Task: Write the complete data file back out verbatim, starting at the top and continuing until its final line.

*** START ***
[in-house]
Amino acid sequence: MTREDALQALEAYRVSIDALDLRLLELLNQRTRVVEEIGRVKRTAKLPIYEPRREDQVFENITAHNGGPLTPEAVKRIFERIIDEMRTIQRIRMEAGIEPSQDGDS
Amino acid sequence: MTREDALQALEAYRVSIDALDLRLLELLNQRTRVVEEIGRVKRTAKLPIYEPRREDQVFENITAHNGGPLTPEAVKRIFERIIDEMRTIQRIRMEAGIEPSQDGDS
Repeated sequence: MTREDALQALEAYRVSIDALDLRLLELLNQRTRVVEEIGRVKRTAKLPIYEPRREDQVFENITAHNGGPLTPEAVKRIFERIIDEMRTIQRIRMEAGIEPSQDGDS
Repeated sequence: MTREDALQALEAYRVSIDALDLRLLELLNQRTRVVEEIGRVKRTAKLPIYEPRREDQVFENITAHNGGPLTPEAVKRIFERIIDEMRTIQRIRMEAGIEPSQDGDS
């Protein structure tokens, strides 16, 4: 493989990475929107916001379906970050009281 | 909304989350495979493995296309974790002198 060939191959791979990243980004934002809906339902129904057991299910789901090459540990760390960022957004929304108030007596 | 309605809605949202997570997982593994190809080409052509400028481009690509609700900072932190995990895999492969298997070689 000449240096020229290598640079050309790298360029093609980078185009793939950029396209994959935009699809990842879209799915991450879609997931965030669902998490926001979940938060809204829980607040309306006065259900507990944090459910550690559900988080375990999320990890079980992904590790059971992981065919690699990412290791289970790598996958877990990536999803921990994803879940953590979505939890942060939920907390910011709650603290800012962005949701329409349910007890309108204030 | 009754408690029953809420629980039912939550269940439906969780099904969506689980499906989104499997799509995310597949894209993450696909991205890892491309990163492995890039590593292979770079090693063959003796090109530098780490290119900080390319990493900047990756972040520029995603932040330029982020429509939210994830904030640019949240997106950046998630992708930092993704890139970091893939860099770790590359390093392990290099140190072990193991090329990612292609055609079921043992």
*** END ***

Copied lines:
[in-house]
Amino acid sequence: MTREDALQALEAYRVSIDALDLRLLELLNQRTRVVEEIGRVKRTAKLPIYEPRREDQVFENITAHNGGPLTPEAVKRIFERIIDEMRTIQRIRMEAGIEPSQDGDS
Amino acid sequence: MTREDALQALEAYRVSIDALDLRLLELLNQRTRVVEEIGRVKRTAKLPIYEPRREDQVFENITAHNGGPLTPEAVKRIFERIIDEMRTIQRIRMEAGIEPSQDGDS
Repeated sequence: MTREDALQALEAYRVSIDALDLRLLELLNQRTRVVEEIGRVKRTAKLPIYEPRREDQVFENITAHNGGPLTPEAVKRIFERIIDEMRTIQRIRMEAGIEPSQDGDS
Repeated sequence: MTREDALQALEAYRVSIDALDLRLLELLNQRTRVVEEIGRVKRTAKLPIYEPRREDQVFENITAHNGGPLTPEAVKRIFERIIDEMRTIQRIRMEAGIEPSQDGDS
């Protein structure tokens, strides 16, 4: 493989990475929107916001379906970050009281 | 909304989350495979493995296309974790002198 060939191959791979990243980004934002809906339902129904057991299910789901090459540990760390960022957004929304108030007596 | 309605809605949202997570997982593994190809080409052509400028481009690509609700900072932190995990895999492969298997070689 000449240096020229290598640079050309790298360029093609980078185009793939950029396209994959935009699809990842879209799915991450879609997931965030669902998490926001979940938060809204829980607040309306006065259900507990944090459910550690559900988080375990999320990890079980992904590790059971992981065919690699990412290791289970790598996958877990990536999803921990994803879940953590979505939890942060939920907390910011709650603290800012962005949701329409349910007890309108204030 | 009754408690029953809420629980039912939550269940439906969780099904969506689980499906989104499997799509995310597949894209993450696909991205890892491309990163492995890039590593292979770079090693063959003796090109530098780490290119900080390319990493900047990756972040520029995603932040330029982020429509939210994830904030640019949240997106950046998630992708930092993704890139970091893939860099770790590359390093392990290099140190072990193991090329990612292609055609079921043992």